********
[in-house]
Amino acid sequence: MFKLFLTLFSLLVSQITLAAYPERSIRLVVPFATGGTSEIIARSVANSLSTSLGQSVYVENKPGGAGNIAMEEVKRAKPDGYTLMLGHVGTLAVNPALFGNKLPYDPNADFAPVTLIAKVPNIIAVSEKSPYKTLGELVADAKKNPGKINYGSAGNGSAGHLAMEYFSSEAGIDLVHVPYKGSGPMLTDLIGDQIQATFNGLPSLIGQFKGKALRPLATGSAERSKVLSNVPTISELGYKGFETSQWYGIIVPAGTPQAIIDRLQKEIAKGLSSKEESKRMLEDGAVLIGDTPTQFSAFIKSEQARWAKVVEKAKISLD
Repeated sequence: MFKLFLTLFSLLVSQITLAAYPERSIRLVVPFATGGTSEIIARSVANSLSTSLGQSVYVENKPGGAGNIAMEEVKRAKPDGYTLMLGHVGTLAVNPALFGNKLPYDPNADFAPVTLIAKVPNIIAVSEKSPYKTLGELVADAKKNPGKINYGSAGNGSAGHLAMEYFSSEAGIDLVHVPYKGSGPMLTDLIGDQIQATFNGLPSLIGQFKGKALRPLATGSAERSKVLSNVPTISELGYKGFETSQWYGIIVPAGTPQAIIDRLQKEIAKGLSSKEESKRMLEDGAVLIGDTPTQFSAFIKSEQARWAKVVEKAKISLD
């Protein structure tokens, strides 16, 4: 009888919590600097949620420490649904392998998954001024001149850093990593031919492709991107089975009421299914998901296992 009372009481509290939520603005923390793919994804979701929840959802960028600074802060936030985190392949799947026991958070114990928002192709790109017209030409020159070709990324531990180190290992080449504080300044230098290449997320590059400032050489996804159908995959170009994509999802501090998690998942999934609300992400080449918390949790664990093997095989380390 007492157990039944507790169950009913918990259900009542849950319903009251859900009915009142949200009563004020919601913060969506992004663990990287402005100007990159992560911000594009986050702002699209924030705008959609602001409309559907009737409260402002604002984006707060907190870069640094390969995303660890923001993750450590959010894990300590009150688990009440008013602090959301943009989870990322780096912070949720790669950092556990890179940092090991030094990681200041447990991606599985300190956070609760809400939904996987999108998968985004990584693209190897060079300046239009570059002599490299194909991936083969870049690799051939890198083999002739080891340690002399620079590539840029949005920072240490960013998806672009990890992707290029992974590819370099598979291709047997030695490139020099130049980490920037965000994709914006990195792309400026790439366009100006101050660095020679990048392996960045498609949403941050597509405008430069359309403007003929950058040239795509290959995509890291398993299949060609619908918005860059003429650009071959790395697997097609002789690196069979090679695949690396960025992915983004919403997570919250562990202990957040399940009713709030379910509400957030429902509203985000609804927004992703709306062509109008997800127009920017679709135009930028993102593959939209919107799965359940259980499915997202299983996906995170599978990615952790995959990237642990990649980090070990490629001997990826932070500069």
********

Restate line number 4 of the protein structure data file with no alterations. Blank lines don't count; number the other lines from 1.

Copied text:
């Protein structure tokens, strides 16, 4: 009888919590600097949620420490649904392998998954001024001149850093990593031919492709991107089975009421299914998901296992 009372009481509290939520603005923390793919994804979701929840959802960028600074802060936030985190392949799947026991958070114990928002192709790109017209030409020159070709990324531990180190290992080449504080300044230098290449997320590059400032050489996804159908995959170009994509999802501090998690998942999934609300992400080449918390949790664990093997095989380390 007492157990039944507790169950009913918990259900009542849950319903009251859900009915009142949200009563004020919601913060969506992004663990990287402005100007990159992560911000594009986050702002699209924030705008959609602001409309559907009737409260402002604002984006707060907190870069640094390969995303660890923001993750450590959010894990300590009150688990009440008013602090959301943009989870990322780096912070949720790669950092556990890179940092090991030094990681200041447990991606599985300190956070609760809400939904996987999108998968985004990584693209190897060079300046239009570059002599490299194909991936083969870049690799051939890198083999002739080891340690002399620079590539840029949005920072240490960013998806672009990890992707290029992974590819370099598979291709047997030695490139020099130049980490920037965000994709914006990195792309400026790439366009100006101050660095020679990048392996960045498609949403941050597509405008430069359309403007003929950058040239795509290959995509890291398993299949060609619908918005860059003429650009071959790395697997097609002789690196069979090679695949690396960025992915983004919403997570919250562990202990957040399940009713709030379910509400957030429902509203985000609804927004992703709306062509109008997800127009920017679709135009930028993102593959939209919107799965359940259980499915997202299983996906995170599978990615952790995959990237642990990649980090070990490629001997990826932070500069």